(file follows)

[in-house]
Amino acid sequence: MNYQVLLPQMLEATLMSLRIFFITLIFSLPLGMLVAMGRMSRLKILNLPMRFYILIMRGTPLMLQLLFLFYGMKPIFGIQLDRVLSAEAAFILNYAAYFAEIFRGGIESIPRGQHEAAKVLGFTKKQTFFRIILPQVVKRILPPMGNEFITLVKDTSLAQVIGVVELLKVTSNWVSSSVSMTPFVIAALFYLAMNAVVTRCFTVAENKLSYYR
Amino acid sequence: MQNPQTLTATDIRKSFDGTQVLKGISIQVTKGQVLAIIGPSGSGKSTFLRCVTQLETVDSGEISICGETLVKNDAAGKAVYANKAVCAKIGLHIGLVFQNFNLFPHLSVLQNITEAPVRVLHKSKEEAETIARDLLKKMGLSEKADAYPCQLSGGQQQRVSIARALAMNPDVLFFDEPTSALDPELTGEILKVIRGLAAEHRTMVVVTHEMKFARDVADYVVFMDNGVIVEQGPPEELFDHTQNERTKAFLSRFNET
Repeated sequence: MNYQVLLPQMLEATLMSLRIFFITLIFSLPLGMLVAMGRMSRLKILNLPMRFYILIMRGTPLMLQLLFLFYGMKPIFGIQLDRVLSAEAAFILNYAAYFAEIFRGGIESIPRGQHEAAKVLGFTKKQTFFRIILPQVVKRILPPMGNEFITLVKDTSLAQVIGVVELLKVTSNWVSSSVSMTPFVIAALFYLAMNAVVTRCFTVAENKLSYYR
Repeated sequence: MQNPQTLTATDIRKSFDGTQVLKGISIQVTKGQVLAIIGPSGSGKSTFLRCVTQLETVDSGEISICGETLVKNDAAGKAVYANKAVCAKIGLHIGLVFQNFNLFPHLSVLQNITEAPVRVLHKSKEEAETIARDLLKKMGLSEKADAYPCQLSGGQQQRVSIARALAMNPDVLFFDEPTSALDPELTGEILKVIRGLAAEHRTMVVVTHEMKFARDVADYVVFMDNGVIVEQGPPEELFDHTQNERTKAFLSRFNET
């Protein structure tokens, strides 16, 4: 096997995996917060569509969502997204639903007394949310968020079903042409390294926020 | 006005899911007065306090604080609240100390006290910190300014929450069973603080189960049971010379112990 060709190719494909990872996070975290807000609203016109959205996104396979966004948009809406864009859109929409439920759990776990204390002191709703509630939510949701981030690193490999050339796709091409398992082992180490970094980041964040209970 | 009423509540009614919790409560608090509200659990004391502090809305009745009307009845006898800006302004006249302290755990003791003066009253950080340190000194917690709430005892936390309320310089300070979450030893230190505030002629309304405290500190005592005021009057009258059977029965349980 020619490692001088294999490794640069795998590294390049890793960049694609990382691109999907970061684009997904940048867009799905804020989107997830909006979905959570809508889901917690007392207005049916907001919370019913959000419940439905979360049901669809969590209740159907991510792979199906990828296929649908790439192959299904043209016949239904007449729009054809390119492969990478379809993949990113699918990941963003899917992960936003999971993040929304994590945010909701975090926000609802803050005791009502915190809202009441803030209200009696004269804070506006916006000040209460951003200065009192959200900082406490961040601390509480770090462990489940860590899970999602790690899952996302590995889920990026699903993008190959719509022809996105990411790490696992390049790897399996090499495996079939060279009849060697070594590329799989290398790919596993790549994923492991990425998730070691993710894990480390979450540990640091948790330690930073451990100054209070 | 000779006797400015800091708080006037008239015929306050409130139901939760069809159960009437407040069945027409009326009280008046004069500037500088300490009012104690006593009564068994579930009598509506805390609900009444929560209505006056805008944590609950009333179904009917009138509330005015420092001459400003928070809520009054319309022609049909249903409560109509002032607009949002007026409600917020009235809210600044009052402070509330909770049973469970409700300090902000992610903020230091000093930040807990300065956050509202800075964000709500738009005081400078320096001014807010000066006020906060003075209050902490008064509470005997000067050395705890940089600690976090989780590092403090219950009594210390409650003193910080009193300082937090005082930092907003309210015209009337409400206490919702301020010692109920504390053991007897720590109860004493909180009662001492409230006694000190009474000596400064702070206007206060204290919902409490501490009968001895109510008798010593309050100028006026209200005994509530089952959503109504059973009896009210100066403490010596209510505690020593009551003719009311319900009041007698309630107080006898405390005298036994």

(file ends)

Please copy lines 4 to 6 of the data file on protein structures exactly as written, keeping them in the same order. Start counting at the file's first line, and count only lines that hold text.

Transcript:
Repeated sequence: MNYQVLLPQMLEATLMSLRIFFITLIFSLPLGMLVAMGRMSRLKILNLPMRFYILIMRGTPLMLQLLFLFYGMKPIFGIQLDRVLSAEAAFILNYAAYFAEIFRGGIESIPRGQHEAAKVLGFTKKQTFFRIILPQVVKRILPPMGNEFITLVKDTSLAQVIGVVELLKVTSNWVSSSVSMTPFVIAALFYLAMNAVVTRCFTVAENKLSYYR
Repeated sequence: MQNPQTLTATDIRKSFDGTQVLKGISIQVTKGQVLAIIGPSGSGKSTFLRCVTQLETVDSGEISICGETLVKNDAAGKAVYANKAVCAKIGLHIGLVFQNFNLFPHLSVLQNITEAPVRVLHKSKEEAETIARDLLKKMGLSEKADAYPCQLSGGQQQRVSIARALAMNPDVLFFDEPTSALDPELTGEILKVIRGLAAEHRTMVVVTHEMKFARDVADYVVFMDNGVIVEQGPPEELFDHTQNERTKAFLSRFNET
């Protein structure tokens, strides 16, 4: 096997995996917060569509969502997204639903007394949310968020079903042409390294926020 | 006005899911007065306090604080609240100390006290910190300014929450069973603080189960049971010379112990 060709190719494909990872996070975290807000609203016109959205996104396979966004948009809406864009859109929409439920759990776990204390002191709703509630939510949701981030690193490999050339796709091409398992082992180490970094980041964040209970 | 009423509540009614919790409560608090509200659990004391502090809305009745009307009845006898800006302004006249302290755990003791003066009253950080340190000194917690709430005892936390309320310089300070979450030893230190505030002629309304405290500190005592005021009057009258059977029965349980 020619490692001088294999490794640069795998590294390049890793960049694609990382691109999907970061684009997904940048867009799905804020989107997830909006979905959570809508889901917690007392207005049916907001919370019913959000419940439905979360049901669809969590209740159907991510792979199906990828296929649908790439192959299904043209016949239904007449729009054809390119492969990478379809993949990113699918990941963003899917992960936003999971993040929304994590945010909701975090926000609802803050005791009502915190809202009441803030209200009696004269804070506006916006000040209460951003200065009192959200900082406490961040601390509480770090462990489940860590899970999602790690899952996302590995889920990026699903993008190959719509022809996105990411790490696992390049790897399996090499495996079939060279009849060697070594590329799989290398790919596993790549994923492991990425998730070691993710894990480390979450540990640091948790330690930073451990100054209070 | 000779006797400015800091708080006037008239015929306050409130139901939760069809159960009437407040069945027409009326009280008046004069500037500088300490009012104690006593009564068994579930009598509506805390609900009444929560209505006056805008944590609950009333179904009917009138509330005015420092001459400003928070809520009054319309022609049909249903409560109509002032607009949002007026409600917020009235809210600044009052402070509330909770049973469970409700300090902000992610903020230091000093930040807990300065956050509202800075964000709500738009005081400078320096001014807010000066006020906060003075209050902490008064509470005997000067050395705890940089600690976090989780590092403090219950009594210390409650003193910080009193300082937090005082930092907003309210015209009337409400206490919702301020010692109920504390053991007897720590109860004493909180009662001492409230006694000190009474000596400064702070206007206060204290919902409490501490009968001895109510008798010593309050100028006026209200005994509530089952959503109504059973009896009210100066403490010596209510505690020593009551003719009311319900009041007698309630107080006898405390005298036994």